Akihabara unplugged: Tokyo's electric town falls flat

Reg hack finds fancy dress maids playing darts, but few unique gadgets


To blame the local mayor for this turn of events, however, would only be telling half of the story.

IDC research VP Tomoaki Nakamura explained to El Reg that the area’s waning tech footprint can be seen as evidence of a maturing market, after first the appetite for commodity electronics in the 70s and then home PCs and notebooks in the 90s propelled Akiba to regional and international fame.

“In the technology area, the smartphone era has come and there is so little room for customising those gadgets, other than bumpers, protection films and other accessories,” he explained.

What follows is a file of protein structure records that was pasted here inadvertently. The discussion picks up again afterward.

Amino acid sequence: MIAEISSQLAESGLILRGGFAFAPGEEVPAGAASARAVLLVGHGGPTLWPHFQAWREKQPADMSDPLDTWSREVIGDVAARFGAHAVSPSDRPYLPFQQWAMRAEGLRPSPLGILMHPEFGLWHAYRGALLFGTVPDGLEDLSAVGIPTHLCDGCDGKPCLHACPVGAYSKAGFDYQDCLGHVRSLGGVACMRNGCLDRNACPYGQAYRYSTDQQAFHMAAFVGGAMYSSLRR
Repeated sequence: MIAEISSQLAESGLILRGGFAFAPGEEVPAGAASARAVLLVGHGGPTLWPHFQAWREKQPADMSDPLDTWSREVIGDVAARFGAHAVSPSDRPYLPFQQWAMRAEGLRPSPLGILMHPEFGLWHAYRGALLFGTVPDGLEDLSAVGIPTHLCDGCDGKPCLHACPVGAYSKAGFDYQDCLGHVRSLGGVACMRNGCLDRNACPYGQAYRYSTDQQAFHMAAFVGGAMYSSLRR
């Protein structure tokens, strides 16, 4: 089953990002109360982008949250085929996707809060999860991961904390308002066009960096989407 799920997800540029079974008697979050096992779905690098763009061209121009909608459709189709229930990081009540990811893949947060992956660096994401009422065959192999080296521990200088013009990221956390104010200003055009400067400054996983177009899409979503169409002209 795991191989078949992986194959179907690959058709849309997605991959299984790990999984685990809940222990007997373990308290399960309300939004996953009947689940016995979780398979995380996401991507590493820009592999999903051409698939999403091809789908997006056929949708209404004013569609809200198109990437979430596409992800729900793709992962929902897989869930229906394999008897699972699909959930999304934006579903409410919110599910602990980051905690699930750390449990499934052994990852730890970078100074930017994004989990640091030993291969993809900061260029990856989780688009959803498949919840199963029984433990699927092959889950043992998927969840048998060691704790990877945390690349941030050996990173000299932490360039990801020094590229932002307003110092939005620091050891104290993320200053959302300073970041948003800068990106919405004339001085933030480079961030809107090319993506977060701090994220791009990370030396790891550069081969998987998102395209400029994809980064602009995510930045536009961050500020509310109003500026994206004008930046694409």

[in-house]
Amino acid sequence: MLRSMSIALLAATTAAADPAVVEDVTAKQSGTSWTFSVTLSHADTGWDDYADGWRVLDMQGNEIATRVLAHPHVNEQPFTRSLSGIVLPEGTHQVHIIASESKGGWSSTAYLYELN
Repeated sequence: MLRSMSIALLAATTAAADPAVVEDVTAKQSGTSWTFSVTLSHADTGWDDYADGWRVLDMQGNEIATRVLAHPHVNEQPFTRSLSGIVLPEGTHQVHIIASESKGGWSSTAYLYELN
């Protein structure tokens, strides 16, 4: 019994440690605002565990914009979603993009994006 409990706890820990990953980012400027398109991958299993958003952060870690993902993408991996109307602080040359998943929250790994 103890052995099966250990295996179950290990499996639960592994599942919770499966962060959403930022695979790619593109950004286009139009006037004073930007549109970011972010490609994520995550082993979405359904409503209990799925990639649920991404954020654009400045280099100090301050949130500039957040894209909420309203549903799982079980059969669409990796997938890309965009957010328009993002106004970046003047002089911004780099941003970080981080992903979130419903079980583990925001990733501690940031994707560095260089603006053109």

“But the most obvious reason why those small components shops are shut down is due to large constructions in the area and internet commerce, where people come to Yodobashi Akihabara to actually look at and touch the products and then order the products from home. Amazon delivers most of goods within a day for free – the price is much cheaper than the real mega shops.”

Maids, manga and darts

So if there’s not much tech of any noted on show in Akihabara, what’s all the fuss about? Well, the area has definitely adapted into something altogether more strange and uniquely Japanese.

Maid Cafe Akihabara

Taking root initially thanks to the same otaku who visited Akihabara to build and pimp their own computers, shops and cafes devoted to manga, cosplay and anime now dominate the area, turning it into a new Mecca for the nation’s comic book, dressy up, cartoon geeks.